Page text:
All of these are skills that take thousands of hours and repetitions in the gym to fully develop. Lawler has made the most of his 13 years in the sport. While he has lost a step athletically from his freakish peak, he has more than made up for it with greater technical proficiency as a striker to go along with his always serviceable takedown defense and nearly forgotten skill in offensive wrestling and top control. It seems unlikely Lawler will need those latter facets of his game against Brown, who has likewise shown remarkable improvement during his recent winning streak. Aside from the occasional trip or muay Thai-style sweep, the Ohioan prefers to fight at range and in the clinch. Although he calls himself an intelligent brawler, “pressure fighter” is almost certainly the better label. He moves forward relentlessly with left hook-straight right combinations punctuated by quick kicks until his opponent backs himself into the fence. Brown’s use of long, rangy high kicks to corral his adversary as he attempts to circle away from the relentless assault is particularly notable and exceedingly clever. Against the cage, Brown really goes to work, unleashing a brutal barrage of knees to the head and body mixed in with a dazzling array of horizontal, diagonal and vertical elbows. It is not an exaggeration to say Brown is the best fighter at close range in the division and possibly in the entire UFC.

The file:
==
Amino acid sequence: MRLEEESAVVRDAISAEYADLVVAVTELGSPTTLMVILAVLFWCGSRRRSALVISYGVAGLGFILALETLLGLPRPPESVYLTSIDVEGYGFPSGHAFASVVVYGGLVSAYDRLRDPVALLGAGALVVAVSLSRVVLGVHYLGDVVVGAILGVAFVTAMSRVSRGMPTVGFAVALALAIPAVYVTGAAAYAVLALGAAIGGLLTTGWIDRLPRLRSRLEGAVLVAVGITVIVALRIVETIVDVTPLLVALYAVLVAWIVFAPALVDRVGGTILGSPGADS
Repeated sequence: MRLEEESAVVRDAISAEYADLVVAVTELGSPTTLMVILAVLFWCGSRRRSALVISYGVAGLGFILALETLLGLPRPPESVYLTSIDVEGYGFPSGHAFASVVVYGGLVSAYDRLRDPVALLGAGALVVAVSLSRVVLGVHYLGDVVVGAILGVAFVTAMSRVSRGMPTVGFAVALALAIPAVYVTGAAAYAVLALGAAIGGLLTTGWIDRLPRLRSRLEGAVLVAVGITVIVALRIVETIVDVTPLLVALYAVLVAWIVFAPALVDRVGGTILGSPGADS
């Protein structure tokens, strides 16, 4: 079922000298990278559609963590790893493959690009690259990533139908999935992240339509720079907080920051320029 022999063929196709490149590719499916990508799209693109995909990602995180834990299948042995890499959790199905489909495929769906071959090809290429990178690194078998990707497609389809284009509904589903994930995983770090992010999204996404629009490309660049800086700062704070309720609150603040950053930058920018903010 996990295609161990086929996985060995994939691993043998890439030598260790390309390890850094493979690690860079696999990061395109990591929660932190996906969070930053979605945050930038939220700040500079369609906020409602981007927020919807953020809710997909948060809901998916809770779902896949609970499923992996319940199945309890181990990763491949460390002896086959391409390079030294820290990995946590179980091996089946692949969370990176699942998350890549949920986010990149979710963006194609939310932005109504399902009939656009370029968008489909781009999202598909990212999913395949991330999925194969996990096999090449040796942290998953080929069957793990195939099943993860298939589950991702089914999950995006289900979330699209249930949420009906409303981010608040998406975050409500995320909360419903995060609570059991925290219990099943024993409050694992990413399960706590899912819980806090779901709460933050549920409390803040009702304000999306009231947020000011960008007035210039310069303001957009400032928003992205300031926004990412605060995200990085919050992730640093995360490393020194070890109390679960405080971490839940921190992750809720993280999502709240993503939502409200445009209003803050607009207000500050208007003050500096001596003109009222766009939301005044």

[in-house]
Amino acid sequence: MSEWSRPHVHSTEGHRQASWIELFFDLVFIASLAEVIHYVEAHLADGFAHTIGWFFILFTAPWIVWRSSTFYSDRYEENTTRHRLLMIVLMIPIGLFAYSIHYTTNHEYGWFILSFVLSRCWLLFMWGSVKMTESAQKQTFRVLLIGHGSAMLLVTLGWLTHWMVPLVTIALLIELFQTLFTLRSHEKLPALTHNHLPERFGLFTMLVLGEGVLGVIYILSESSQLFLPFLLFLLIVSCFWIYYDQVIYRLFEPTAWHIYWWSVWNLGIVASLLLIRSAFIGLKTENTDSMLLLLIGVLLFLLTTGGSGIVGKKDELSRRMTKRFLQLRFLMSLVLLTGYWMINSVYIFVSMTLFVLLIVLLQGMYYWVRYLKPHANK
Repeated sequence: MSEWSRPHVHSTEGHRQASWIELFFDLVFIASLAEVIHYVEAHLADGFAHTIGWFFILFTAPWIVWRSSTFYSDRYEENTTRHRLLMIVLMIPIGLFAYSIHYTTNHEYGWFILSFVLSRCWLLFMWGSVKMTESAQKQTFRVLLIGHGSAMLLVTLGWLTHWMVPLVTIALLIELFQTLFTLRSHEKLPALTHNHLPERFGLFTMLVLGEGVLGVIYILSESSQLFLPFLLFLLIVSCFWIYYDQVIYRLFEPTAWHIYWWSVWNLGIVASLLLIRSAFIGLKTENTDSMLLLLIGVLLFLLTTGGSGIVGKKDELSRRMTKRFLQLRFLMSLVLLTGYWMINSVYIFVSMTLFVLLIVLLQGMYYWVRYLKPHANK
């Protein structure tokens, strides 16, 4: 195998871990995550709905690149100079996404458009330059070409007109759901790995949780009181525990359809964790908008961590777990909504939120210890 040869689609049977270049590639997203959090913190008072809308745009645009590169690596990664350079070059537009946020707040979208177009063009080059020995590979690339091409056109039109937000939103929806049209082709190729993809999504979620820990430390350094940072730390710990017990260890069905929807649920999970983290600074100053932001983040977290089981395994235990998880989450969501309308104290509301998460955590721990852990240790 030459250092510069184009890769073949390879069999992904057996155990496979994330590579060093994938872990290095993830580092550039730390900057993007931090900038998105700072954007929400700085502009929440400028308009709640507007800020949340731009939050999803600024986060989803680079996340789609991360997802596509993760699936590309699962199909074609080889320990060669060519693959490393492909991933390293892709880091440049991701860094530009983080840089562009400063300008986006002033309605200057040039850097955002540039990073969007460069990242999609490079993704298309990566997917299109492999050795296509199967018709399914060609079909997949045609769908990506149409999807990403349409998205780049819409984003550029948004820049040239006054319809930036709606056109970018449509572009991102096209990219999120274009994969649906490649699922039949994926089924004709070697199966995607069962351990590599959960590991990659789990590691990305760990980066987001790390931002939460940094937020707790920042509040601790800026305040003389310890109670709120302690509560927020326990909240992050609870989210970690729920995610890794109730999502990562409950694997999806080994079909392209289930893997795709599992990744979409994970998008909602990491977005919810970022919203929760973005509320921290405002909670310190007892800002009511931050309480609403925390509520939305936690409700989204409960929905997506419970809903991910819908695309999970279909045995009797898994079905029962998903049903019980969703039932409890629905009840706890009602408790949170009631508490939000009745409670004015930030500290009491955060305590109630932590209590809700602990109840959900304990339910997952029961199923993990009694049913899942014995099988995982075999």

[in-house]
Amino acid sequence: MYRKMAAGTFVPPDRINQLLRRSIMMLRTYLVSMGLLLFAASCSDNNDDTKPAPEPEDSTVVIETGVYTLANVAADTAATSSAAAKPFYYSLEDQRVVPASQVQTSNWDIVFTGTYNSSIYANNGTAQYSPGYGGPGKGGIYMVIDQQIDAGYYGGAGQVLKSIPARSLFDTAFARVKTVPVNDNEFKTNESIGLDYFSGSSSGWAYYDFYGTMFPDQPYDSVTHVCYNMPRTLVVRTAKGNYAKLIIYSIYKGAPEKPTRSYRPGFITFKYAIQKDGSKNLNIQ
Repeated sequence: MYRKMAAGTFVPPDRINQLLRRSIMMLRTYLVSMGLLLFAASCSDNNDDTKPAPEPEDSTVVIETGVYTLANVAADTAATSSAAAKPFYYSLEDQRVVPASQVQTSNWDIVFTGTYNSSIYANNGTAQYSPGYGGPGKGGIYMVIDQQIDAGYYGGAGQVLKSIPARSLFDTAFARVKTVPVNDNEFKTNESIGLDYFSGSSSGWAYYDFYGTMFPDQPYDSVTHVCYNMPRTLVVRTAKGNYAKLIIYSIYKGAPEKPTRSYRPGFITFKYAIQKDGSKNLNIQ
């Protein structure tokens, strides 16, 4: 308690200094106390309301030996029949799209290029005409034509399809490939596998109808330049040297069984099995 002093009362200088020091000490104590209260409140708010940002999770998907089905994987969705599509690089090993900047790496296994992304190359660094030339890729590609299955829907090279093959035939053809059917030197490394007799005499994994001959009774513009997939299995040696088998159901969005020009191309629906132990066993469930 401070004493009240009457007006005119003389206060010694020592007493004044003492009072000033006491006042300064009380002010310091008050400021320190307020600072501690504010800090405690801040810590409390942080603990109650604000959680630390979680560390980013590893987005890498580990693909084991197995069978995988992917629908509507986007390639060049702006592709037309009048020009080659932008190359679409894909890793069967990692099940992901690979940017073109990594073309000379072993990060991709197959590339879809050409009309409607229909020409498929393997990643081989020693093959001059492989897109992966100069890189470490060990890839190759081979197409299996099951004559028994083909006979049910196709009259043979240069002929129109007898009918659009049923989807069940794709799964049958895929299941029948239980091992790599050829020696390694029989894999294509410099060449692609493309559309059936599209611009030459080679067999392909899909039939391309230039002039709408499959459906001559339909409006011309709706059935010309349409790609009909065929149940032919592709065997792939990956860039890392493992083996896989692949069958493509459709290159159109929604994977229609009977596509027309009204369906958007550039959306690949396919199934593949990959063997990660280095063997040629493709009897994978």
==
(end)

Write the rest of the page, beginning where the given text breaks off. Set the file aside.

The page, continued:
Brown will certainly have an advantage over Lawler in the clinch, although the “Ruthless” one is hardly a slouch there himself; if he tries to match Brown shot for shot, it seems certain the sheer pace of “The Immortal’s” onslaught will overwhelm him despite his marked edge in power. I doubt Lawler will want that kind of dirty, close-range fight, however, and his precise, technical footwork will make it difficult for Brown to corral him against the cage for long.

At range, where the fight is likely to take place, the advantage has to go to Lawler. For all of Brown’s talents as an aggressive, forward-moving striker, he has little to offer going backwards. Given Lawler’s speed and newfound countering ability, it seems likely that he will be able to get off his strikes consistently and make them count. Combined with Brown’s tendency to back off when he gets hit -- this was how Mein and Silva both enjoyed some success -- Lawler should be able to create enough space to enforce his game. Brown’s vulnerable liver/solar plexus has likewise become a liability often enough to constitute a pattern, and a striker as experienced and savvy as Lawler has certainly made note of it.

The Pick: Lawler’s a substantial favorite, reaching 4-to-1, according to some oddsmakers. That is high but understandable. While Brown will be able to get Lawler to the fence and will almost certainly land some shots on his still-hittable opponent, I doubt he can do so consistently enough to either finish the inhumanly tough Lawler or land enough volume to take a decision. After a close and thrilling first round, Lawler will land a big counter knee or kick to the body for the knockout in the second round.

Next Fight » Anthony Johnson vs. Antonio Rogerio Nogueira